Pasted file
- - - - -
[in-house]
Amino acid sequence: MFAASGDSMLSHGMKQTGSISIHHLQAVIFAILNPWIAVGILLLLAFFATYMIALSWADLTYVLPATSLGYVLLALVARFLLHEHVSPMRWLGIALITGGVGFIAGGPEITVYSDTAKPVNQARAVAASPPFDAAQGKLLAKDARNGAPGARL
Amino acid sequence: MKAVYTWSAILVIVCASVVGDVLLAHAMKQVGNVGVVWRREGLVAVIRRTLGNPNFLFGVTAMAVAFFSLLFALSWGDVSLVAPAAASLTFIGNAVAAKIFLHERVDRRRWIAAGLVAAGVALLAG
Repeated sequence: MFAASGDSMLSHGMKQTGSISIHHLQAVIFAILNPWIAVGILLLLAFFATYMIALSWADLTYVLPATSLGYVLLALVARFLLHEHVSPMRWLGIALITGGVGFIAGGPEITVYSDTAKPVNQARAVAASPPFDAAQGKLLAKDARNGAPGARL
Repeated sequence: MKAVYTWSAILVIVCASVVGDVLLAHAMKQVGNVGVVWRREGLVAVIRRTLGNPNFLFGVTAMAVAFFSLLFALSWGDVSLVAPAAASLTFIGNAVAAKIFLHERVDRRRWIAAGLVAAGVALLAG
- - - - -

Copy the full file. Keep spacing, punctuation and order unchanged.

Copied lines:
[in-house]
Amino acid sequence: MFAASGDSMLSHGMKQTGSISIHHLQAVIFAILNPWIAVGILLLLAFFATYMIALSWADLTYVLPATSLGYVLLALVARFLLHEHVSPMRWLGIALITGGVGFIAGGPEITVYSDTAKPVNQARAVAASPPFDAAQGKLLAKDARNGAPGARL
Amino acid sequence: MKAVYTWSAILVIVCASVVGDVLLAHAMKQVGNVGVVWRREGLVAVIRRTLGNPNFLFGVTAMAVAFFSLLFALSWGDVSLVAPAAASLTFIGNAVAAKIFLHERVDRRRWIAAGLVAAGVALLAG
Repeated sequence: MFAASGDSMLSHGMKQTGSISIHHLQAVIFAILNPWIAVGILLLLAFFATYMIALSWADLTYVLPATSLGYVLLALVARFLLHEHVSPMRWLGIALITGGVGFIAGGPEITVYSDTAKPVNQARAVAASPPFDAAQGKLLAKDARNGAPGARL
Repeated sequence: MKAVYTWSAILVIVCASVVGDVLLAHAMKQVGNVGVVWRREGLVAVIRRTLGNPNFLFGVTAMAVAFFSLLFALSWGDVSLVAPAAASLTFIGNAVAAKIFLHERVDRRRWIAAGLVAAGVALLAG